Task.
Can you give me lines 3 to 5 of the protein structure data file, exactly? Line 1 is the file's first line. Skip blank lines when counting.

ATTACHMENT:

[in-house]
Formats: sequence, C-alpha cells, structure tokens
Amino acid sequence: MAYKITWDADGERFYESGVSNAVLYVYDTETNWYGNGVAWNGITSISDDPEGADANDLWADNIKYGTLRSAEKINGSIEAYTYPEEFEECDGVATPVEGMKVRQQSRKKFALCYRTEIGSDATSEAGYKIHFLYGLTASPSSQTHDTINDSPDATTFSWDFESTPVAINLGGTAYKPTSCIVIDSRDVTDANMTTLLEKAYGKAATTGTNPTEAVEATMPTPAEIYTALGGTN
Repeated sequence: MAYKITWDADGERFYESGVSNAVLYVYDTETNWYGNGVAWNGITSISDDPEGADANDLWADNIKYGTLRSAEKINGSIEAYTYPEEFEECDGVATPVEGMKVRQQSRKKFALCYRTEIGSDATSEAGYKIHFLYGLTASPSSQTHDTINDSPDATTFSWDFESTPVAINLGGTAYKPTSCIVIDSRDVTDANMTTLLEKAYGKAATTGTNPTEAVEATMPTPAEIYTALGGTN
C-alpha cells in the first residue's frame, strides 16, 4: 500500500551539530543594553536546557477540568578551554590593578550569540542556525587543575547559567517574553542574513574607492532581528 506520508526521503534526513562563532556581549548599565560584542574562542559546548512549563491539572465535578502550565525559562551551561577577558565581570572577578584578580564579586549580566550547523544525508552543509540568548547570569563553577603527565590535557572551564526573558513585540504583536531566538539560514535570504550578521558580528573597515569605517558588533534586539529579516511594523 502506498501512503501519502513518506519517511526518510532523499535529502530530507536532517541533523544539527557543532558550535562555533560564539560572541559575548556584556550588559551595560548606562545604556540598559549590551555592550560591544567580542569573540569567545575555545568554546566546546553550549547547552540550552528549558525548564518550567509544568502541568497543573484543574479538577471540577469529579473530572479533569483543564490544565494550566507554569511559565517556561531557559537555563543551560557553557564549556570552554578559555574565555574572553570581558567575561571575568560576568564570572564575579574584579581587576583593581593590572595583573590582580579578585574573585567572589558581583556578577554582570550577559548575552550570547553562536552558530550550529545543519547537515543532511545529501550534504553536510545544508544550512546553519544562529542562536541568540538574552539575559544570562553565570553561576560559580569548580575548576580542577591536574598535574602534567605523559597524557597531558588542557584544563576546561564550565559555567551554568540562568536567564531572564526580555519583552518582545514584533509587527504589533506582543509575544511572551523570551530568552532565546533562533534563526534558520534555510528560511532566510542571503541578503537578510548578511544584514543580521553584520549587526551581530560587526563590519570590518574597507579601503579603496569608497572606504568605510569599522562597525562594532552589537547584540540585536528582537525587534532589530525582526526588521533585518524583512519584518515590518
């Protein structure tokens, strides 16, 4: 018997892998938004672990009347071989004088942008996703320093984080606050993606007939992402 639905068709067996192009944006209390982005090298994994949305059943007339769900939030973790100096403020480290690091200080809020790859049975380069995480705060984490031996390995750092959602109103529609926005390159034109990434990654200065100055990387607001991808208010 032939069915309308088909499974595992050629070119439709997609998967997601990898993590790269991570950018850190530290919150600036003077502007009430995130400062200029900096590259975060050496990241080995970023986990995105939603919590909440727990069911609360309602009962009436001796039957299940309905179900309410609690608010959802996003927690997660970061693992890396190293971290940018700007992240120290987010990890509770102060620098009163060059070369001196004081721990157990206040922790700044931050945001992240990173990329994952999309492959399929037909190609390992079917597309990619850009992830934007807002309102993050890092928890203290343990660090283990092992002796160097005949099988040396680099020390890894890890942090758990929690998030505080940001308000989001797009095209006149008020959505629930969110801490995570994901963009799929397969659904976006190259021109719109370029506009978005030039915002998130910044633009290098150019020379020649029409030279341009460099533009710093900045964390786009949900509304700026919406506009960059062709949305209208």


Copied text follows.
Amino acid sequence: MAYKITWDADGERFYESGVSNAVLYVYDTETNWYGNGVAWNGITSISDDPEGADANDLWADNIKYGTLRSAEKINGSIEAYTYPEEFEECDGVATPVEGMKVRQQSRKKFALCYRTEIGSDATSEAGYKIHFLYGLTASPSSQTHDTINDSPDATTFSWDFESTPVAINLGGTAYKPTSCIVIDSRDVTDANMTTLLEKAYGKAATTGTNPTEAVEATMPTPAEIYTALGGTN
Repeated sequence: MAYKITWDADGERFYESGVSNAVLYVYDTETNWYGNGVAWNGITSISDDPEGADANDLWADNIKYGTLRSAEKINGSIEAYTYPEEFEECDGVATPVEGMKVRQQSRKKFALCYRTEIGSDATSEAGYKIHFLYGLTASPSSQTHDTINDSPDATTFSWDFESTPVAINLGGTAYKPTSCIVIDSRDVTDANMTTLLEKAYGKAATTGTNPTEAVEATMPTPAEIYTALGGTN
C-alpha cells in the first residue's frame, strides 16, 4: 500500500551539530543594553536546557477540568578551554590593578550569540542556525587543575547559567517574553542574513574607492532581528 506520508526521503534526513562563532556581549548599565560584542574562542559546548512549563491539572465535578502550565525559562551551561577577558565581570572577578584578580564579586549580566550547523544525508552543509540568548547570569563553577603527565590535557572551564526573558513585540504583536531566538539560514535570504550578521558580528573597515569605517558588533534586539529579516511594523 502506498501512503501519502513518506519517511526518510532523499535529502530530507536532517541533523544539527557543532558550535562555533560564539560572541559575548556584556550588559551595560548606562545604556540598559549590551555592550560591544567580542569573540569567545575555545568554546566546546553550549547547552540550552528549558525548564518550567509544568502541568497543573484543574479538577471540577469529579473530572479533569483543564490544565494550566507554569511559565517556561531557559537555563543551560557553557564549556570552554578559555574565555574572553570581558567575561571575568560576568564570572564575579574584579581587576583593581593590572595583573590582580579578585574573585567572589558581583556578577554582570550577559548575552550570547553562536552558530550550529545543519547537515543532511545529501550534504553536510545544508544550512546553519544562529542562536541568540538574552539575559544570562553565570553561576560559580569548580575548576580542577591536574598535574602534567605523559597524557597531558588542557584544563576546561564550565559555567551554568540562568536567564531572564526580555519583552518582545514584533509587527504589533506582543509575544511572551523570551530568552532565546533562533534563526534558520534555510528560511532566510542571503541578503537578510548578511544584514543580521553584520549587526551581530560587526563590519570590518574597507579601503579603496569608497572606504568605510569599522562597525562594532552589537547584540540585536528582537525587534532589530525582526526588521533585518524583512519584518515590518